Chris Cooksey: Okay, now where can I open this FHSA? I know we were pretty proud to announce recently that you can do it through Raymond James, but I assume we're not the only one.
Ines Iraoui: No, I would say all, all financial institutions across Canada can open an FHSA today in September 2023. And it is part of, you know, planning for your home ownership goals or like I said earlier if you. For example, we have clients that want to help their adult children towards their home ownership goals. They can open a an FHSA for their children. Obviously, I said earlier, you have to be at least 18. That's why I mentioned the adult children, right? So it is a great strategy to say for a down payment. And it can be used along with the HBP, the home buyer's plan, which is the first home buyers plan for the RRSPs And as mentioned earlier, the FHSA has a $40,000, you can, you can contribute up to $40,000 plus the growth, and in the HBP can withdraw $35,000, so that means there's $75,000 that you can withdraw towards a down payment with both programs.
Chris Cooksey: Okay. Now in terms of the FSHA, do they close? Like does the account close or how does that work?
Ines Iraoui: Yes, they do close. So it would be on the earliest of these dates. The first one is if the account has been open for 15 years, on the 15th anniversary, it will have to be closed. If someone turns 71, then the account again will have to be closed. And the year following, the first qualifying withdrawal. So when someone withdraws to buy the home, the year following that withdrawal, the account would have to be closed.
Chris Cooksey: Alright. Now if I opened an FSHA and I decided that maybe home ownership wasn't for me, I was actually talking to my son recently who's turning 21. I'm like, have you thought about this FHSA and he is like, yeah, I'm never going to own a own a home. It's sort of depressing to talk to him about that. Now, I hope that's not true. You know you decide you don't want to buy a home anymore, can you roll it up into anything? Roll it into our RRSPs? Or am I just being crazy?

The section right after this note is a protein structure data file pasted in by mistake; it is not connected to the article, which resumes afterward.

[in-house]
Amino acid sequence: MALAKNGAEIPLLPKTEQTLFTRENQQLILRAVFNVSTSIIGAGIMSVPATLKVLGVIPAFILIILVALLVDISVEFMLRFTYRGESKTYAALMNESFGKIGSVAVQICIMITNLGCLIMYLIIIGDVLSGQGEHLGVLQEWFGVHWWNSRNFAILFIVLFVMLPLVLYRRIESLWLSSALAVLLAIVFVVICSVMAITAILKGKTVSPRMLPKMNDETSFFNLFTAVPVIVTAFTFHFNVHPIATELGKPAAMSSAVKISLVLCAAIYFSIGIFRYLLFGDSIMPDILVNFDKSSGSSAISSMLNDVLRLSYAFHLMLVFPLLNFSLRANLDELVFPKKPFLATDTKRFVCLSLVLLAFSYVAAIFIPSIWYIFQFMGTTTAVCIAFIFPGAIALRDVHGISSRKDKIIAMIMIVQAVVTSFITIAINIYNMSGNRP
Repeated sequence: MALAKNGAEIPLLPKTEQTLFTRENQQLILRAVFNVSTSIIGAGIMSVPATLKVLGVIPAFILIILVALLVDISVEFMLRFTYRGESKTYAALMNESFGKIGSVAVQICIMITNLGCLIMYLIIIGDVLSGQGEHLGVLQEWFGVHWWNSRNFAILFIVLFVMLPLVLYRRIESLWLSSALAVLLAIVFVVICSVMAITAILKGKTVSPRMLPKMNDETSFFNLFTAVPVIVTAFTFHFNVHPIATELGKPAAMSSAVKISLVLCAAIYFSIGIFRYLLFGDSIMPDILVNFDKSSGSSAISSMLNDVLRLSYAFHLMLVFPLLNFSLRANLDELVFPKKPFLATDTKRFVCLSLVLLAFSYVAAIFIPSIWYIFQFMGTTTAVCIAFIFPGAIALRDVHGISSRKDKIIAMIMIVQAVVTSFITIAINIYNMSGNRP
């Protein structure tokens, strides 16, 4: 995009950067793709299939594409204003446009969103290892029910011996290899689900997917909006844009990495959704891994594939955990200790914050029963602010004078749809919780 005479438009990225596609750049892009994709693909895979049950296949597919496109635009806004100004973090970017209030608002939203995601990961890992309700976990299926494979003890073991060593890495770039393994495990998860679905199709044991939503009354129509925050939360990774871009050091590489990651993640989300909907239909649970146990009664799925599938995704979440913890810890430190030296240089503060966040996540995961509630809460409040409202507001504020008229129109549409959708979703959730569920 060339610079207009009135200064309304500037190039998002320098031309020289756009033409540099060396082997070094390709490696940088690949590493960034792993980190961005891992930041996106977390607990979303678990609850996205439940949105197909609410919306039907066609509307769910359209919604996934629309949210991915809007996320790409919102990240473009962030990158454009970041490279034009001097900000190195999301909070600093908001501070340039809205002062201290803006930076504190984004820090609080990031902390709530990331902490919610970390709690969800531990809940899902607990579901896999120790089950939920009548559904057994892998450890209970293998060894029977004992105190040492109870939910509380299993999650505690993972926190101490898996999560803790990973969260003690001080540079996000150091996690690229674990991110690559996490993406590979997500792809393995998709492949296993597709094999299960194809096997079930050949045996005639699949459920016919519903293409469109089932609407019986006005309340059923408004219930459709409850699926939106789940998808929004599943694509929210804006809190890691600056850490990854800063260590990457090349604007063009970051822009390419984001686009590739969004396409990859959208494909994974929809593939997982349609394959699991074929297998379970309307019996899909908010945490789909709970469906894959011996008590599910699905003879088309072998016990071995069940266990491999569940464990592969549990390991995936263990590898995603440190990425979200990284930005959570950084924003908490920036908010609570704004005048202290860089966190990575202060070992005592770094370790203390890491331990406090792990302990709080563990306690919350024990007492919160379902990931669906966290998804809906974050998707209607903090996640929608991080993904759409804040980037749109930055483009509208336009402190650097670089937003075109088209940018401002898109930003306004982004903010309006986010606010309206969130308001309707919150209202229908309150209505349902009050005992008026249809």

Ines Iraoui: That's right. You can transfer the FHSA to an RRSP or RRIF, let's say someone turns 71 they can transfer their FHSA to their RRSP or RRIF tax free. And the transfer will also not impact the RRSP contribution room of that person, which is great. So it increases the value of the RRSP and, or also if someone wants to just take the cash out and use it for something else it would be considered as a non-qualifying withdrawal. And for those with kind of withdrawals, there is a tax So they can obviously take it as cash, but tax will have to be paid.
Chris Cooksey: The government's always going to get its money somehow. Right? Awesome. That's a lot of great information. I really appreciate you taking the time and I look forward to you joining us again in the future.
Ines Iraoui: Thank you very much, Chris. Always a pleasure.
Chris Cooksey: Reach out to us at the firstname.lastname@example.org. Subscribe to the Advantaged Investor on Apple, Spotify, or wherever you get your podcasts. Please contact your advisor with any questions that you may have. On behalf of Raymond James and the Advantaged Investor, thank you for taking the time to listen today. Until next time, stay well.This podcast is for informational purposes only. Statistics and factual data and other information are from sources. Raymond James Limited believes to be reliable, but their accuracy cannot be guaranteed.
Information is furnished on the basis and understanding that Raymond James Limited is to be under no liability whatsoever in respect thereof, it is provided as a general source of information and should not be construed as an offer or solicitation for the sale or purchase of any product and should not be considered tax advice. Raymond James advisors are not tax advisors, and we recommend that clients seek independent advice from a professional advisor on tax related matters. Securities related products and services are offered through Raymond James Limited, member of the Canadian Investor Protection Fund, Insurance products and services are offered through Raymond James Financial Planning Limited, which is not a member of Canadian Investor Protection fund.